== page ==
3) Flexible labour market era--1983-present: Considerable periods well below high (let alone full) employment; much greater variation in changes of average money wages
by industry; above the Salter rule in relatively high productivity, expanding industries; below the Salter rule in relatively low productivity, declining industries.
Like Phillips, Samuelson and Solow looked at sub-samples, noting that money wages
rose or failed to fall during the high unemployment era of 1933 to 1941, which they suggested might be due to the workings of the New Deal.
W Phillips (1958) analyzed the relationship between money wages
and unemployment in the United Kingdom between 1961 and 1957.
Children who did not earn money wages
received food and lodgings, but the two types of remuneration did not necessarily exclude each other; about 10% of all children earning a money-wage also lived with their employer.
To sum up: The completed theory of activity that incorporates the above modeling of natural unemployment into the 1960s modeling says that employment increases in either or both of two ways: Increased effective demand lifts employment off its present equilibrium path and actual money wages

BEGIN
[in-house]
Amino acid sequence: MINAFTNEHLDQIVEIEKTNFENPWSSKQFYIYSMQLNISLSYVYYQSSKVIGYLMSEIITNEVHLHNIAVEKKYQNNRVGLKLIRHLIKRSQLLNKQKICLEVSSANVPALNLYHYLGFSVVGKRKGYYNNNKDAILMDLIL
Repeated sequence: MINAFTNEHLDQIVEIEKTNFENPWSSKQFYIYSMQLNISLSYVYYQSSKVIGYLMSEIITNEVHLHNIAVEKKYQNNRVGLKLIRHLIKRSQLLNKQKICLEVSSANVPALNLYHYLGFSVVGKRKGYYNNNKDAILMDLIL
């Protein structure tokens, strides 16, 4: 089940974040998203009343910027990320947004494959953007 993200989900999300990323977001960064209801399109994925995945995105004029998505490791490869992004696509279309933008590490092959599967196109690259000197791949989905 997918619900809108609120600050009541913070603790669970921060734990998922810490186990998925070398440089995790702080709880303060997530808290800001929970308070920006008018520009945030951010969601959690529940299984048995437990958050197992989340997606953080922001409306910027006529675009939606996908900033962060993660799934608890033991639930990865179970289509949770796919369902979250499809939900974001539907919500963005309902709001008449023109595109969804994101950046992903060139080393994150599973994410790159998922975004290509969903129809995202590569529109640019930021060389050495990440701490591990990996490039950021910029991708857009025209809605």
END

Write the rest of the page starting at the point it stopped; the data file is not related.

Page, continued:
climb above their expected path.
Keynes always understood that unemployment was a result of real wages that were too high, but he simply assumed that money wages
could not be reduced because of unions and other causes of wage "rigidities.
This censoring occurs because of workers' reluctance to take cuts in money wages
(and perhaps also firms' reluctance to give them).
Some employees may consider nominal wage cuts insulting or unfair, so that money wages
may be sticky downward.
And he warned that the adverse effect of the rise in the oil prices on consumers' purchasing power could not be avoided; that inflation would be "above target" in the short-term, and that attempts to claw back lost purchasing power by bidding up money wages
would only result in higher unemployment.
The other way employees pay, and usually this applies for the much larger share of insured workers (about 75 percent on average), is in the form of lower money wages
The second part is institutional and is divided into two sections: Chapter III on money wages
and non-wage benefits and Chapters XI and XII describe wage administration.
Ordinarily, an independent increase in money wages
(costs) of Memphis firms will result in increased spending by those who receive the increased wages in markets other than those serviced by Memphis firms--an increase in the leak.